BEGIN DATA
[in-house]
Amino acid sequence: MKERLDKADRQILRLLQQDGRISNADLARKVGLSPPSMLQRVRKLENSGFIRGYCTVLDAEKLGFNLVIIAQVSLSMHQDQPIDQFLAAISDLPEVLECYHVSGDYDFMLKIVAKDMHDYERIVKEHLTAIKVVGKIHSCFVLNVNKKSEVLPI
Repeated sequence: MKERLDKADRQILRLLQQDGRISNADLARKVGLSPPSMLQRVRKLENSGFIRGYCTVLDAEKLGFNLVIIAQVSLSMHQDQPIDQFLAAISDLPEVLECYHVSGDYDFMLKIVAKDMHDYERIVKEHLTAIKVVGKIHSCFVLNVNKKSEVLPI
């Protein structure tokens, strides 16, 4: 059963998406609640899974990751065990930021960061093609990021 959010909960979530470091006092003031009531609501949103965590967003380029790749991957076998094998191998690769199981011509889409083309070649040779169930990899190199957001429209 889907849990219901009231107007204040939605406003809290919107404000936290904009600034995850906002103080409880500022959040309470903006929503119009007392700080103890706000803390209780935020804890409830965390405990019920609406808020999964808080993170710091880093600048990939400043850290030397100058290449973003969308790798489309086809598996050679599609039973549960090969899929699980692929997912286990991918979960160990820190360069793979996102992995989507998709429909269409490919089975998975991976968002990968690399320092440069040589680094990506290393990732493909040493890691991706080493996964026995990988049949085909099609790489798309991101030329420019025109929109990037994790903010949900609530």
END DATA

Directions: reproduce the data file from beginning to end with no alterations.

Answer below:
[in-house]
Amino acid sequence: MKERLDKADRQILRLLQQDGRISNADLARKVGLSPPSMLQRVRKLENSGFIRGYCTVLDAEKLGFNLVIIAQVSLSMHQDQPIDQFLAAISDLPEVLECYHVSGDYDFMLKIVAKDMHDYERIVKEHLTAIKVVGKIHSCFVLNVNKKSEVLPI
Repeated sequence: MKERLDKADRQILRLLQQDGRISNADLARKVGLSPPSMLQRVRKLENSGFIRGYCTVLDAEKLGFNLVIIAQVSLSMHQDQPIDQFLAAISDLPEVLECYHVSGDYDFMLKIVAKDMHDYERIVKEHLTAIKVVGKIHSCFVLNVNKKSEVLPI
């Protein structure tokens, strides 16, 4: 059963998406609640899974990751065990930021960061093609990021 959010909960979530470091006092003031009531609501949103965590967003380029790749991957076998094998191998690769199981011509889409083309070649040779169930990899190199957001429209 889907849990219901009231107007204040939605406003809290919107404000936290904009600034995850906002103080409880500022959040309470903006929503119009007392700080103890706000803390209780935020804890409830965390405990019920609406808020999964808080993170710091880093600048990939400043850290030397100058290449973003969308790798489309086809598996050679599609039973549960090969899929699980692929997912286990991918979960160990820190360069793979996102992995989507998709429909269409490919089975998975991976968002990968690399320092440069040589680094990506290393990732493909040493890691991706080493996964026995990988049949085909099609790489798309991101030329420019025109929109990037994790903010949900609530």